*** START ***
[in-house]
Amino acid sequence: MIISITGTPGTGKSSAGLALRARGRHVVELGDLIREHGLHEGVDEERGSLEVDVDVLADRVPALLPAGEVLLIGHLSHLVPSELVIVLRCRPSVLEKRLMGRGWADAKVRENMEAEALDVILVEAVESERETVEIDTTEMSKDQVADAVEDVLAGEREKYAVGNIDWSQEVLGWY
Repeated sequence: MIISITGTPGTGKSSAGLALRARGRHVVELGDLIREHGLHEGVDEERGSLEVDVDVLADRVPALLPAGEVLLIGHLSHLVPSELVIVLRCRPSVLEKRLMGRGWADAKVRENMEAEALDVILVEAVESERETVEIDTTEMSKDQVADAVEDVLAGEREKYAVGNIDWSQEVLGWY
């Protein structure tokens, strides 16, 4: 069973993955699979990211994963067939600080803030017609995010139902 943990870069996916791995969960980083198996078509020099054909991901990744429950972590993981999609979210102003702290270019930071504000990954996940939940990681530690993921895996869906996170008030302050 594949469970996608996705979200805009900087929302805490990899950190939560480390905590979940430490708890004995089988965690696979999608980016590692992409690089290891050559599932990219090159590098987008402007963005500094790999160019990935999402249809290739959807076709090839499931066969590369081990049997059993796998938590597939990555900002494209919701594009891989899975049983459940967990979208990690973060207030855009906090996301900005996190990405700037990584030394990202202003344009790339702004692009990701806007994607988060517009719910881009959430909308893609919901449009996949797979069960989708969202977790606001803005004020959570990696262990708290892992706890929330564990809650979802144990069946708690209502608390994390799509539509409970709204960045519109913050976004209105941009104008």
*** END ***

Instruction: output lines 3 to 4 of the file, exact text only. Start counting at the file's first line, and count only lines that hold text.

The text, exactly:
Repeated sequence: MIISITGTPGTGKSSAGLALRARGRHVVELGDLIREHGLHEGVDEERGSLEVDVDVLADRVPALLPAGEVLLIGHLSHLVPSELVIVLRCRPSVLEKRLMGRGWADAKVRENMEAEALDVILVEAVESERETVEIDTTEMSKDQVADAVEDVLAGEREKYAVGNIDWSQEVLGWY
């Protein structure tokens, strides 16, 4: 069973993955699979990211994963067939600080803030017609995010139902 943990870069996916791995969960980083198996078509020099054909991901990744429950972590993981999609979210102003702290270019930071504000990954996940939940990681530690993921895996869906996170008030302050 594949469970996608996705979200805009900087929302805490990899950190939560480390905590979940430490708890004995089988965690696979999608980016590692992409690089290891050559599932990219090159590098987008402007963005500094790999160019990935999402249809290739959807076709090839499931066969590369081990049997059993796998938590597939990555900002494209919701594009891989899975049983459940967990979208990690973060207030855009906090996301900005996190990405700037990584030394990202202003344009790339702004692009990701806007994607988060517009719910881009959430909308893609919901449009996949797979069960989708969202977790606001803005004020959570990696262990708290892992706890929330564990809650979802144990069946708690209502608390994390799509539509409970709204960045519109913050976004209105941009104008």